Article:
You are worth £142 to Facebook.
That is the financial figure attached to your scrolling through self-indulgent statuses and pictures of your friends’ babies. The same goes for the guy sitting next to you on the Tube, smugly counting the likes on his latest selfie with someone slightly famous.
It’s a simple calculation: company value divided by total users. Facebook published its earnings for the fourth quarter of 2018 this week, revealing a record 2.32bn people on the platform.
It is these users – nearly one third of the world’s population – that are Facebook’s commodity, and ultimately its revenue stream.
This all comes after a year of data scandals, congressional hearings, and accusations that Facebook influenced elections. Yet the company has beaten revenue expectations and shown genuine growth. The smiling adverts and messianic speeches from senior executives proclaiming that they “will do better” clearly had the intended effect.
Trust is being rebuilt, with careful messaging around data privacy and security. Facebook is reformed, Facebook is redeemed – or so it would have us believe.
I gave a talk at Davos last month on the relationship between ethics and artificial intelligence (AI). While there, I was fortunate enough to watch Sheryl Sandberg, Facebook’s chief operating officer, speak about trust.
It was a classic case of style over substance, showing the disconnect between what’s disclosed publicly and what’s discussed behind closed doors in Californian boardrooms.
Just this Tuesday, Facebook was caught offering teen users money to download a “research” app that gathered sensitive data, including private messages and location information.
Like the interface of the platform, which is immaculately tuned to lure us in, Facebook’s recent overtures mask something more concerning.
The dirty truth is that creating protection mechanisms for Facebook users’ data is much more difficult than the company’s senior team is letting on. If you build a platform and set of algorithms that prioritise engagement and monetisation above everything else, you can’t simply click your fingers (or a mouse) to give autonomy or privacy back to the user.
Facebook is insatiable. Every part of the platform is designed to farm people’s data and sell it as effectively as possible.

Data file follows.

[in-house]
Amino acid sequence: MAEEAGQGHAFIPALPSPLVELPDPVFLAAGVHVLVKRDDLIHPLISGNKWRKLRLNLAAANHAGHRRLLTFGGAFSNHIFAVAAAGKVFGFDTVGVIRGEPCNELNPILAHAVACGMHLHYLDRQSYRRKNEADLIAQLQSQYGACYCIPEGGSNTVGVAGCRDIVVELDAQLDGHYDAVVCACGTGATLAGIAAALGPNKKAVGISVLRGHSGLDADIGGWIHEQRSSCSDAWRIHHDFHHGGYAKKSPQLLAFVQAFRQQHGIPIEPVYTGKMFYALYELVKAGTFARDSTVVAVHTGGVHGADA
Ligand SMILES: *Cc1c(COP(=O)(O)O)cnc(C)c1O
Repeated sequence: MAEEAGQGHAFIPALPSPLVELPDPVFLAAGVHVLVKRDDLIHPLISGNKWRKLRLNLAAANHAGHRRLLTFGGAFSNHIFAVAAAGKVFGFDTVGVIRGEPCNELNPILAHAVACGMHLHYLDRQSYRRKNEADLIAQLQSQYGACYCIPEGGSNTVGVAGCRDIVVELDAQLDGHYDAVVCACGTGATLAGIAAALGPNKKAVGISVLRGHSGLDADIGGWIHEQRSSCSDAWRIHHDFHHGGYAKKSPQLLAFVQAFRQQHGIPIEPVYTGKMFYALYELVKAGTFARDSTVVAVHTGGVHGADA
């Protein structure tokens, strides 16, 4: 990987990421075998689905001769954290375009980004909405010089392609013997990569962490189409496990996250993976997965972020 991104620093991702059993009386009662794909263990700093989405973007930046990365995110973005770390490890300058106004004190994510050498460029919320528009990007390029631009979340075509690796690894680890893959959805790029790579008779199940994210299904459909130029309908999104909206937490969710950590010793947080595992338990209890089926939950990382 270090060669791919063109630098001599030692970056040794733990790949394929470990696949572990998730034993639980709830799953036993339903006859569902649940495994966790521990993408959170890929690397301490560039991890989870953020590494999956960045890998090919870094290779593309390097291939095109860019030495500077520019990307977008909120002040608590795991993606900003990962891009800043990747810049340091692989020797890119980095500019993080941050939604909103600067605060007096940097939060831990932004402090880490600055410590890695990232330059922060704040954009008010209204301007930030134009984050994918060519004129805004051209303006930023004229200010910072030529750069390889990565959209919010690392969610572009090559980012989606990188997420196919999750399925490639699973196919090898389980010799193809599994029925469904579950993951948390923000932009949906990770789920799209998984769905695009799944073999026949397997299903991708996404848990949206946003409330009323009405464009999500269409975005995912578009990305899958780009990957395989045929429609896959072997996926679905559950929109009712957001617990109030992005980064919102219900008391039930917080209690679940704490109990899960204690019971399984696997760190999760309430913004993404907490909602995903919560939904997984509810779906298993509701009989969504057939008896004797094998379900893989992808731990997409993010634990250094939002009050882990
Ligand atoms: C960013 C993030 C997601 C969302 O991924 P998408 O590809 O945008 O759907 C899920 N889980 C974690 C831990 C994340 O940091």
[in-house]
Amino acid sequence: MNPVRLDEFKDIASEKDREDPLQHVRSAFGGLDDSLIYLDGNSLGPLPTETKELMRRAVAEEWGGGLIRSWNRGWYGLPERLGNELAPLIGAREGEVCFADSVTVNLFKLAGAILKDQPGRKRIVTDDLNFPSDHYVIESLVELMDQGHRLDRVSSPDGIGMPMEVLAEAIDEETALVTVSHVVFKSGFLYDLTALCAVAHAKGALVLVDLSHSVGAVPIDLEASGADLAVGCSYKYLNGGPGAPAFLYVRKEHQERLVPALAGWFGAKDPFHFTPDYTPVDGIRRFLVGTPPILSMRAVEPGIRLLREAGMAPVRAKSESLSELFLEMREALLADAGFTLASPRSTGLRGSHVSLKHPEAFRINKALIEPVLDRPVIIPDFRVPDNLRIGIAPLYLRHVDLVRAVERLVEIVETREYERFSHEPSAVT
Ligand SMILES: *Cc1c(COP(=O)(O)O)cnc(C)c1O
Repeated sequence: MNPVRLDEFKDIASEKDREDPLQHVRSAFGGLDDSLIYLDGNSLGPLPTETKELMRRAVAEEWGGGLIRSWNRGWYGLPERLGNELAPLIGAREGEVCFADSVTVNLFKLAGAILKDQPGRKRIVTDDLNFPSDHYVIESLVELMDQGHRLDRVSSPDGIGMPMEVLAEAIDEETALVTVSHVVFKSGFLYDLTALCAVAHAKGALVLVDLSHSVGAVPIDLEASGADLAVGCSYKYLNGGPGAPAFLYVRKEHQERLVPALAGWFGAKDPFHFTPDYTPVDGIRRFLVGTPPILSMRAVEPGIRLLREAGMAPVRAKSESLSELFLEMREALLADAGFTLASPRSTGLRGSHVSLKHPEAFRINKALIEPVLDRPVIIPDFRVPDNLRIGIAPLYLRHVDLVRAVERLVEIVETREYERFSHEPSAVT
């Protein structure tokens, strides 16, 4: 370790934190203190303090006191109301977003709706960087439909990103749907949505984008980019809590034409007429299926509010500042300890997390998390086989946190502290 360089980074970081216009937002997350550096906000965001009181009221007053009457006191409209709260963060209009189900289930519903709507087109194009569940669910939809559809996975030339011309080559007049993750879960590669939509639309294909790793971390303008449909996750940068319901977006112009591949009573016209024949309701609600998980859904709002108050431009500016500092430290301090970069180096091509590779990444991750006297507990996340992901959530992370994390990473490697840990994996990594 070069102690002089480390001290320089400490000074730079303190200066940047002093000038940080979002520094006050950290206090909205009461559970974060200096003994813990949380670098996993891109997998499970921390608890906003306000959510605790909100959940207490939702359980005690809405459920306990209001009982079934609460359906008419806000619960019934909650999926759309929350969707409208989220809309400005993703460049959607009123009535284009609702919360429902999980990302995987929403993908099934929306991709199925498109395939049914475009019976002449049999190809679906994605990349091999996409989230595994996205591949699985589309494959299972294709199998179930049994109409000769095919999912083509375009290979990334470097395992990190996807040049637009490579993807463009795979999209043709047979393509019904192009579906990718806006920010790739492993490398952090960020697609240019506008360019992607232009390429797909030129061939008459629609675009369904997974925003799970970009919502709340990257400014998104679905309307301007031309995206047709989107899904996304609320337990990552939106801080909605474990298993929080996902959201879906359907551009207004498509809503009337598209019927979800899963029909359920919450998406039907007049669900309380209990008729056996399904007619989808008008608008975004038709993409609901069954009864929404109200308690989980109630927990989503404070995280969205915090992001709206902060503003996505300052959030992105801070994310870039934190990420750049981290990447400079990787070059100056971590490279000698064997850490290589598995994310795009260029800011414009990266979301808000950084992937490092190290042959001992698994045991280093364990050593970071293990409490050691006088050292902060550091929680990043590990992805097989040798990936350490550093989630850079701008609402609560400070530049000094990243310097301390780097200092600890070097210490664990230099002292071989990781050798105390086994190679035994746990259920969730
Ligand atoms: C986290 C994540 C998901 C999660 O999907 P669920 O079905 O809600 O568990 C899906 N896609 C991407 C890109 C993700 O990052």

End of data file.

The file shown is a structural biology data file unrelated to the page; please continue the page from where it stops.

I am not saying that Facebook, or its executive team, are evil, nor that they began with malevolent intentions. They just happened to design a business model that now dictates company direction.
This may seem like pointlessly shouting into the void, especially given Facebook’s monopoly. I have left three times, enraged by encroaching privacy rules that the company routinely sneaks into two-dozen pages of terms and conditions. And each time, I return out of social necessity.
There is hope, however. The tech community is learning that companies built on the bedrock of data monetisation are set to have problematic futures.
Some of us in the tech world, from the inventor of the internet Sir Tim Berners-Lee to my own team at Friend, are working to break this cycle, creating transparent platforms that put users first.
It is only by aligning with users that genuine trust can be built, enabling us to safely integrate AI that can help us merge our lives with technology.
Big Tech will argue that the more they know, the more they can help us. But as billions of people come online (in 2016 the United Nations pledged to make internet access a universal human right), the infrastructure of the internet needs to be supportive of privacy.
If data is such a valuable commodity, why are we – the producers – not reaping the financial benefits? We must be given the choice of what data we share, and what we want to keep private.
Our memories may be worth £142 to an internet giant – but they are far more valuable than that to us.